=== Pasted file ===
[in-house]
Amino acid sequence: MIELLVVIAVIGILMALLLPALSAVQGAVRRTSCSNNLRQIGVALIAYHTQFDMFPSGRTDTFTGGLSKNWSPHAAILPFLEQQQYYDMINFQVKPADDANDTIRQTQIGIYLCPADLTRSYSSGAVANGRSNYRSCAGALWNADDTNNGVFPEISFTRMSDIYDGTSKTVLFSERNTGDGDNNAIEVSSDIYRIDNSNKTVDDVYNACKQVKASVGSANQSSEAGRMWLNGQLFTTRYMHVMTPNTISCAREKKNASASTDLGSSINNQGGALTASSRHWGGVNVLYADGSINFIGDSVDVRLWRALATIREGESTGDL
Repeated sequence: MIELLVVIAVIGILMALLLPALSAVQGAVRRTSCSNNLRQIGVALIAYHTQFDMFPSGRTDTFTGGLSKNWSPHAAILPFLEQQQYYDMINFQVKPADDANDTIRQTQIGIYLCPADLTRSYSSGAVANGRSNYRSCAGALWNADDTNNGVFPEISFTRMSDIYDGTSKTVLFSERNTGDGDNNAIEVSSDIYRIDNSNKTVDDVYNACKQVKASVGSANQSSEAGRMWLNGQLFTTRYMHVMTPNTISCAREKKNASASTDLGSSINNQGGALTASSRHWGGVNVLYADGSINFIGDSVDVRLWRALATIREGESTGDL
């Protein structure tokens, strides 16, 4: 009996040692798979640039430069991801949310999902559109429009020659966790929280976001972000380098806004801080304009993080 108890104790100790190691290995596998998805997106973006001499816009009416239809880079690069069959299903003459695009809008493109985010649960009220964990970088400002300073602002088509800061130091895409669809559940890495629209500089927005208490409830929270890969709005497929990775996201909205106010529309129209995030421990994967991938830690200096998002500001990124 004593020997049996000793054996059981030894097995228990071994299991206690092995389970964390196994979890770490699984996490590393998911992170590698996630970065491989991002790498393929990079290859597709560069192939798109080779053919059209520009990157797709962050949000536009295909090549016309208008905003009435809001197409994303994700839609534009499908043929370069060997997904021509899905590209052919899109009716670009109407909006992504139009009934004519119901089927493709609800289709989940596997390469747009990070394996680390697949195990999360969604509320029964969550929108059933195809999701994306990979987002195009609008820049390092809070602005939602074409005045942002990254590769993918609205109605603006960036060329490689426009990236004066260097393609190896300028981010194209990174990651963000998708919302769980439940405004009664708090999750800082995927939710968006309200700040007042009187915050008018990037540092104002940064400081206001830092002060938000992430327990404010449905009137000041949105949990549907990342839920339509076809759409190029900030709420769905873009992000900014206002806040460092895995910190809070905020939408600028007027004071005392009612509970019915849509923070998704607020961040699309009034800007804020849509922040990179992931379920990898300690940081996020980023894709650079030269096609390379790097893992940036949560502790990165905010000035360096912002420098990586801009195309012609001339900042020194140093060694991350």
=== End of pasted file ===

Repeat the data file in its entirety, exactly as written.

[in-house]
Amino acid sequence: MIELLVVIAVIGILMALLLPALSAVQGAVRRTSCSNNLRQIGVALIAYHTQFDMFPSGRTDTFTGGLSKNWSPHAAILPFLEQQQYYDMINFQVKPADDANDTIRQTQIGIYLCPADLTRSYSSGAVANGRSNYRSCAGALWNADDTNNGVFPEISFTRMSDIYDGTSKTVLFSERNTGDGDNNAIEVSSDIYRIDNSNKTVDDVYNACKQVKASVGSANQSSEAGRMWLNGQLFTTRYMHVMTPNTISCAREKKNASASTDLGSSINNQGGALTASSRHWGGVNVLYADGSINFIGDSVDVRLWRALATIREGESTGDL
Repeated sequence: MIELLVVIAVIGILMALLLPALSAVQGAVRRTSCSNNLRQIGVALIAYHTQFDMFPSGRTDTFTGGLSKNWSPHAAILPFLEQQQYYDMINFQVKPADDANDTIRQTQIGIYLCPADLTRSYSSGAVANGRSNYRSCAGALWNADDTNNGVFPEISFTRMSDIYDGTSKTVLFSERNTGDGDNNAIEVSSDIYRIDNSNKTVDDVYNACKQVKASVGSANQSSEAGRMWLNGQLFTTRYMHVMTPNTISCAREKKNASASTDLGSSINNQGGALTASSRHWGGVNVLYADGSINFIGDSVDVRLWRALATIREGESTGDL
């Protein structure tokens, strides 16, 4: 009996040692798979640039430069991801949310999902559109429009020659966790929280976001972000380098806004801080304009993080 108890104790100790190691290995596998998805997106973006001499816009009416239809880079690069069959299903003459695009809008493109985010649960009220964990970088400002300073602002088509800061130091895409669809559940890495629209500089927005208490409830929270890969709005497929990775996201909205106010529309129209995030421990994967991938830690200096998002500001990124 004593020997049996000793054996059981030894097995228990071994299991206690092995389970964390196994979890770490699984996490590393998911992170590698996630970065491989991002790498393929990079290859597709560069192939798109080779053919059209520009990157797709962050949000536009295909090549016309208008905003009435809001197409994303994700839609534009499908043929370069060997997904021509899905590209052919899109009716670009109407909006992504139009009934004519119901089927493709609800289709989940596997390469747009990070394996680390697949195990999360969604509320029964969550929108059933195809999701994306990979987002195009609008820049390092809070602005939602074409005045942002990254590769993918609205109605603006960036060329490689426009990236004066260097393609190896300028981010194209990174990651963000998708919302769980439940405004009664708090999750800082995927939710968006309200700040007042009187915050008018990037540092104002940064400081206001830092002060938000992430327990404010449905009137000041949105949990549907990342839920339509076809759409190029900030709420769905873009992000900014206002806040460092895995910190809070905020939408600028007027004071005392009612509970019915849509923070998704607020961040699309009034800007804020849509922040990179992931379920990898300690940081996020980023894709650079030269096609390379790097893992940036949560502790990165905010000035360096912002420098990586801009195309012609001339900042020194140093060694991350």